Recent research suggested that severe acute respiratory syndrome coronavirus 2 (SARS-CoV-2) infection might cause metabolic distress, resulting in hyperglycemia in coronavirus disease (COVID-19) patients. 

In ten individuals who acquired hyperglycemia following COVID-19, researchers determined the potential indirect and direct effects of SARS-CoV-2 on human pancreatic islets. Although there was no evidence of peripheral anti-islet autoimmunity, the serum of these patients exhibited toxicity on human pancreatic islets, which could be avoided by using anti–interleukin-1β (IL-1β), anti–IL-6, and anti-tumor necrosis factor α, all of which were known to be highly upregulated during COVID-19. Surprisingly, the receptors for those cytokines were abundant on human pancreatic islets. 

In some COVID-19 patients, there was a rise in peripheral unmethylated INS DNA, a hallmark of cell death. Pathology of the pancreas from deceased COVID-19-treated hyperglycemic individuals demonstrated moderate lymphocytic infiltration of pancreatic islets and lymph nodes. Furthermore, SARS-CoV-2-specific viral RNA was found in postmortem pancreatic tissues, coupled with the presence of numerous immature insulin granules or proinsulin, indicating β-cell-altered proinsulin processing, as well as β-cell degeneration and hyperstimulation.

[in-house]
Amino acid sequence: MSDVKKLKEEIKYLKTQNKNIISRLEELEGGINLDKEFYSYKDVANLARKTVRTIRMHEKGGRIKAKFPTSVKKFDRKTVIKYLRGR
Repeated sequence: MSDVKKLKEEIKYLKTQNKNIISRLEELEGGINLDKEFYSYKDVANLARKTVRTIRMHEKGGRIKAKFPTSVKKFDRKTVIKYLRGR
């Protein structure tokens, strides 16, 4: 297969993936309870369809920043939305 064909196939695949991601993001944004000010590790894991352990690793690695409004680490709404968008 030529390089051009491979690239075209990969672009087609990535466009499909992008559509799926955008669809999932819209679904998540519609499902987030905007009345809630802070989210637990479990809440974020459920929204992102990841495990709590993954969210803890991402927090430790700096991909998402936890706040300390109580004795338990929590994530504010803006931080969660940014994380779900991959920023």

These findings suggested that SARS-CoV-2 may have a deleterious impact on human pancreatic islet function and survival by inducing inflammatory conditions, presumably through direct tropism, which may contribute to metabolic abnormalities seen in COVID-19 patients.

Reference: diabetesjournals.org/diabetes/article/71/7/1579/146863/Indirect-and-Direct-Effects-of-SARS-CoV-2-on-Human